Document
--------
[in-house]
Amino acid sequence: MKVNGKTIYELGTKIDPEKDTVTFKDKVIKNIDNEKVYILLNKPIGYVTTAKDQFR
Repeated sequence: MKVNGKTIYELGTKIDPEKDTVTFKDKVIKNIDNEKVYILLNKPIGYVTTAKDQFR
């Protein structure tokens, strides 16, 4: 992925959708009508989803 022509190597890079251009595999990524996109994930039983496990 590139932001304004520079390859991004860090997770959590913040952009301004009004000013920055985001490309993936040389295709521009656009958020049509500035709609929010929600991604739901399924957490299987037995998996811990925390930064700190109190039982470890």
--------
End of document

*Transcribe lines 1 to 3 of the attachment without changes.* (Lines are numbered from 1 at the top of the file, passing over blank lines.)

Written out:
[in-house]
Amino acid sequence: MKVNGKTIYELGTKIDPEKDTVTFKDKVIKNIDNEKVYILLNKPIGYVTTAKDQFR
Repeated sequence: MKVNGKTIYELGTKIDPEKDTVTFKDKVIKNIDNEKVYILLNKPIGYVTTAKDQFR